The father of a child who also had cardiac and renal vascular abnormalities demanded that they be fixed: "I want to have all her other problems fixed. Otherwise she will have another stroke. She's a time bomb."
These types of fears are common for parents of children with severe illnesses. The uncertainty itself is a significant stressor and often leads to anger and depression (Mishel, 1999). Learning about her child's illness and receiving the support of medical staff helped this mother cope. She continued in her letter, "... with the help of excellent medical staff, E's gradual progress, and hearing of other children and families who had experienced moyamoya, hope began to creep back into our daily lives."
Fear of Recurrent Stroke or Transient Ischemic Attacks (TIAs)
Seven families expressed fear that their child would have recurrent strokes or TIAs. The facts that TIAs and strokes may be precipitated by ordinary, everyday events and that sometimes there is no clear trigger are worrisome for parents. One of the mothers quit her job to stay home with her child because of her child's frequent TIAs and headaches. She was concerned about stroke recurrence. (On a positive note, this child has been coping better with her headaches since she started seeing a social worker regularly.) Similar fears have been reported from the parents of children with chronic recurring conditions akin to moyamoya, such as cancer (Stewart & Mishel, 2000).
Fear of Seizures
Five families expressed concern about more frequent seizures after surgery. One mother whose child had multiple seizures after EDAS surgery asked, "Will the seizures cause injury to the brain?"
Educating the child and family about seizures is an important part of the care of moyamoya patients. As with other seizure patients, families should be told that brief seizures lasting a few minutes are not thought to be harmful, but an ambulance should be called for longer seizures. They should be reassured that most seizure disorders are treatable with medication. Nurses can tell families that many people with seizures can live nearly normal lives but should be supervised during bathing and must be seizure free for a prolonged period before driving; guidelines vary among states and among countries. Some physicians suggest that patients with seizures avoid swimming, but others permit it with very close supervision, including a "swim buddy" next to him who can pull the child out of the water if he has a seizure. Many families find it comforting when nurses share their own clinical experiences about similar patients who are doing well and living fulfilling lives in spite of their seizure disorder. More detailed information on these issues and other frequently asked questions can be found at the Epilepsy Foundation Web site, www. epilepsyfoundation.org/answerplace/quickstart/ newlydiagnosed/.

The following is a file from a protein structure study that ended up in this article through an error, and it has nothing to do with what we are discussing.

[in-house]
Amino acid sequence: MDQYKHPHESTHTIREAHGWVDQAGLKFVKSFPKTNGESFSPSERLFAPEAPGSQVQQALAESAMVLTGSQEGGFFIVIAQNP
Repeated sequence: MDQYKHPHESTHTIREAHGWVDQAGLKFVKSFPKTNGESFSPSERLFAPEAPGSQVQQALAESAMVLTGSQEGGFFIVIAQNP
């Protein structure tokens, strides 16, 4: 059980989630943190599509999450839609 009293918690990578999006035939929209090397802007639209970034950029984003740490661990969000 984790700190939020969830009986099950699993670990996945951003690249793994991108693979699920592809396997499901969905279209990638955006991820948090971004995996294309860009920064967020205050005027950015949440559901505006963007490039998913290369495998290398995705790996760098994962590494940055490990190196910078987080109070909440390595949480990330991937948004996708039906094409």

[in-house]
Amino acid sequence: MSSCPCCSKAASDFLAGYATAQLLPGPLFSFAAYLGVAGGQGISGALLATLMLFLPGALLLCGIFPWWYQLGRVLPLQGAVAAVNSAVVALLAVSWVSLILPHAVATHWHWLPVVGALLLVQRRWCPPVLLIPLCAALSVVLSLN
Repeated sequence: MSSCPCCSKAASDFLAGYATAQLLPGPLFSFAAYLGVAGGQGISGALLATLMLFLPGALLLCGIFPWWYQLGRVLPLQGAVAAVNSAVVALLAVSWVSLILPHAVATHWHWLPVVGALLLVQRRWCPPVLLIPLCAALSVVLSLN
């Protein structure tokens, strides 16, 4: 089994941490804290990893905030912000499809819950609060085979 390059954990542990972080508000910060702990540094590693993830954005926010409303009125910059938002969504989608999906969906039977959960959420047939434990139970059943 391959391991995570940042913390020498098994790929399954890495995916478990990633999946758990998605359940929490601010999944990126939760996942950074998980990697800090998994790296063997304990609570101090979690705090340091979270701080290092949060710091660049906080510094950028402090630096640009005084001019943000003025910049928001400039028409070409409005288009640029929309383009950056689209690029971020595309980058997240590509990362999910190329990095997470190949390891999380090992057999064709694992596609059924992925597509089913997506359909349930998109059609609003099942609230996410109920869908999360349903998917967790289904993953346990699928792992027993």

Genetic Issues and Family Planning
The father of a sexually active teenage girl with moyamoya who had increased TIAs while on oral contraceptives asked for guidance. He asked, "She should not be on birth control pills, but she's sexually active, so what is she going to do?"
The patient, who wanted children eventually, and her aunt reported that they had been told by a physician that she might have a stroke if she tried to get pregnant and give birth. Her aunt and father wondered what she should do.
Another patient, a first-born child, was diagnosed with moyamoya after the first stroke. This child had two more major strokes afterward, which left him with aphasia and confined to a wheelchair. The mother had made up her mind not to have any more children because she was afraid that a second child might have moyamoya, and she decided to devote all her energy to taking care of her one child. "It's not fair to him," she said. "He needs a lot of attention. I won't be able to devote all my time to him if we have another child" (in translation).
Moyamoya vasculopathy can be familial, but genetic factors are only one part of the etiology. Several affected children have been described who had unaffected identical twins (Scott et al., 2004). Meeting with a genetic counselor may help families better understand the risk of recurrence.
Anxiety About Surgery
One father said, "It's dangerous to have my child's brain opened up. Is the surgery going to work? How much better is he going to be? Would the surgery make him worse or better?"
Another father explained that the neurosurgeon had recommended surgeries, but he was not sure if his daughter would benefit from the surgery because she was delayed in her growth and development because of another chromosome problem. This father was hesitant to consent to the surgeries. "I am coping well with my daughter's condition and disability right now. I wonder, is surgery necessary? How much better will my daughter get after the surgery? Does the surgery work?"
Surgery is stressful for parents and children. Nurses can empower parents by teaching them about the surgery and what to expect pre- and post-operatively (LaMontagne, 2000).
Two adolescent girls with moyamoya were interviewed. Both expressed concerns about activity restriction, future stroke with oral contraceptive use, and risk of complications from pregnancy. One had concerns about dating and sexuality.
One adolescent in the study reported concerns about having TIA symptoms and fainting in public and asked, "What if I pass out again in public? What if I pass out while I am driving?"
Adolescents are often concerned about how they appear to others and fear embarrassment. Educating them about their illness and suggesting methods of coping with fearful scenarios can ease their anxiety.